Single, Childfree, Petless and Loved.
Life is kinda overwhelming. When I think about taking care of living things, I get nervous. A dog. A cat. A human. A philodendron. I don’t know how people do it.
My evil twin says that many of them shouldn’t be doing it. Taking care of living things, I mean. Raising kids, for instance. Look at all of the conflict around the world, and you can see clearly that many folks are screwing it up.
I’m pretty much always overwhelmed. There are the obvious things: melting glaciers, hatred, ignorant politicians, poverty, angry Facebook posts and hormone imbalances. For starters. And the less obvious: leaf-blowers, tacky architecture, garlic breath, bad hair days and groups of more than one person.
My temperament is a factor. I’m introverted, introspective and sensitive, which others have been known to call geeky, dramatic and weird.
Considering my consistent state of overwhelm though, I haven’t done a bad job. Living, I mean. I’ve been in significant partnerships. I have sweet friends. I’ve danced the tango in Paris. I even have a career that I love. You can probably guess what it is.
I’m a psychotherapist.
It’s the perfect career path for someone particularly sensitive to life, people, responsibility, and screwing up. Of course, you could argue that my clients are living things that I’m responsible for. And you’d be partially correct. But there’s a limit to the responsibility. It’s different. Sure, I love my clients. We go on intimate journeys together. We learn about safety and trust and self-acceptance. It’s deeply nourishing.
But I’m not folding their laundry or paying their college tuition. I’m not organizing their birthday parties. They aren’t puking on me or demanding my car keys.
Due to my psychotherapeutic proclivities, my sensitivity, introversion and my overwhelm, I’ve consciously chosen to be childfree and petless. Singlehood has been fine too. I’ve always been fond of having control over my environment. It can be tricky if someone other than me is trying to cook or shriek or leave their dirty dishes hither and thither.
I enjoy my solitude, and I like having the time to obsess when I want and how I want.
That said, the idea of a soul companion is appealing. The last one was a good one. He was smart, kind and a great communicator. We had nine sweet years together. Remodeled a house. Healed some of each others’ old wounds. But the relationship ended when it became very clear that hiking in the wilderness, sleeping with spiders and living without my laptop would never be my favorite thing.
It ended when it became very clear that examining and processing the deep-seated neuroses that were at the root of his anxiety and wheel-spinning would never be his favorite thing. So we parted, friends. After some crying. Okay, after a lot of crying.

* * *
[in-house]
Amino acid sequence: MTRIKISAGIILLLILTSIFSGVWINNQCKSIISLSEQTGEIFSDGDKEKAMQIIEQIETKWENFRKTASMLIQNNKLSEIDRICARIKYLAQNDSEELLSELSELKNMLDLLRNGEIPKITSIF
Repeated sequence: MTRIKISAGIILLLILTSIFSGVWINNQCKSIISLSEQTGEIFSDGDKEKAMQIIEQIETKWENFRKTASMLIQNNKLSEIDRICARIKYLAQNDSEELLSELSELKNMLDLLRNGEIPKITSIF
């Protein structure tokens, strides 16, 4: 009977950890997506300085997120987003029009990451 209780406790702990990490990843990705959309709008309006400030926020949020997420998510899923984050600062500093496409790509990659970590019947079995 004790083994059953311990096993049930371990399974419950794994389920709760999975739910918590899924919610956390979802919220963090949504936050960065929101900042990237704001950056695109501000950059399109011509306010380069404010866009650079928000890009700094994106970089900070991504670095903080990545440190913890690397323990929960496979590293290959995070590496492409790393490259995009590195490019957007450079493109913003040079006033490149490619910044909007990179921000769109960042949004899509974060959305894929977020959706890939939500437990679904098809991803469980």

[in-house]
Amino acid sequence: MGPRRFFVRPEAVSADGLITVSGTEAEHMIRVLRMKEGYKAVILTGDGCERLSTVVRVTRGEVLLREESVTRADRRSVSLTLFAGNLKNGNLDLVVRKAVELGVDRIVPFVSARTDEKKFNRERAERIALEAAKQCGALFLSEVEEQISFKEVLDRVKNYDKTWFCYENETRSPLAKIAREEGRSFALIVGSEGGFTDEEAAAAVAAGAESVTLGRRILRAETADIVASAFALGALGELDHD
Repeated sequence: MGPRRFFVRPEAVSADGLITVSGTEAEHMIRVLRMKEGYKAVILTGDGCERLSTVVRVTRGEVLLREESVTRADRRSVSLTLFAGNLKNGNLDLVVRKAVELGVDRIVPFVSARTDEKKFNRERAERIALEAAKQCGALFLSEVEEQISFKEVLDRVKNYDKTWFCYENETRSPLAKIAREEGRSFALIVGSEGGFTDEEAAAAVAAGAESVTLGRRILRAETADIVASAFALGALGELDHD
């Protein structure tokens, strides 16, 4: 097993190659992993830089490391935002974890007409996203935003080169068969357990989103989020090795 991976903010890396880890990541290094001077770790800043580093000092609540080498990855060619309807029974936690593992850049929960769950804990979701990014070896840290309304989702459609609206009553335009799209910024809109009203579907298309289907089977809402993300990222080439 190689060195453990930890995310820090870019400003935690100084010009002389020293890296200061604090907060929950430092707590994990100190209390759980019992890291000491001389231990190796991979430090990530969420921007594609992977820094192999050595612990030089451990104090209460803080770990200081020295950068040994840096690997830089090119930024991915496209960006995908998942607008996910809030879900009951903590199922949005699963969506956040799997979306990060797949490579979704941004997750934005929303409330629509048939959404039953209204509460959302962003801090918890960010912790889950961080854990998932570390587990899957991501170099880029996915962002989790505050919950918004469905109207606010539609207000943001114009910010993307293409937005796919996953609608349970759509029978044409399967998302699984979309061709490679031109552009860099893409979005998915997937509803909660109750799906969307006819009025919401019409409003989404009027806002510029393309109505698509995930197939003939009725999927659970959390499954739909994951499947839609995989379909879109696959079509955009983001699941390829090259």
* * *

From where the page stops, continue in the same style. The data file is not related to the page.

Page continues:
Luckily, before we split, I had the brilliant idea to start blogging. And becoming a blogger is surely what every single, childfree and petless person needs.
Let me explain.
You see, there is a loneliness factor in the single, childfree and petless life. I hate to admit it. But it appears that humans need to feel that they belong somewhere and that they are loved. Imagine that. I suppose it’s part of the human condition. And, as much as I hesitate to say this, I suppose that I’m human.
But blogging serves so many needs. I express my creativity and support others from the comfort of my peaceful home or at my favorite café. I have friends in Slovenia. At 3 am, when I can’t sleep, someone likes me. I’m influential and don’t have to deal with baggage fees. I talk to fascinating folks in Dublin and Brazil. People pay to hear my thoughts. My life is making a difference. I belong in the world and to myself.
I am loved.
Not too shabby.
Of course, blogging doesn’t solve everything. So, I also have my team of practitioners. My naturopath, my rolfer, my medical intuitive, my tango teacher and my psychotherapist. I still need my hormone replacement therapy. My hair products.
And yes, there are some lonely nights when I wonder if I should break down and get a philodendron.
Or, if a wonderful man who doesn’t leave dirty dishes hither and thither were to come along, I’d be open.
But, honestly? The single, childfree and petless life?
Paula Prober is a psychotherapist, blogger, author, consultant and tango dancer living in Eugene, Oregon. She blogs at Your Rainforest Mind, a blog that provides support for the excessively curious, creative, smart and sensitive. Her book, Your Rainforest Mind: A Guide to the Well-Being of Gifted Adults and Youth, is about how highly sensitive, obsessed, rebellious, smart people can live meaningful, satisfying and purposeful lives, even if they’re single, childfree and petless.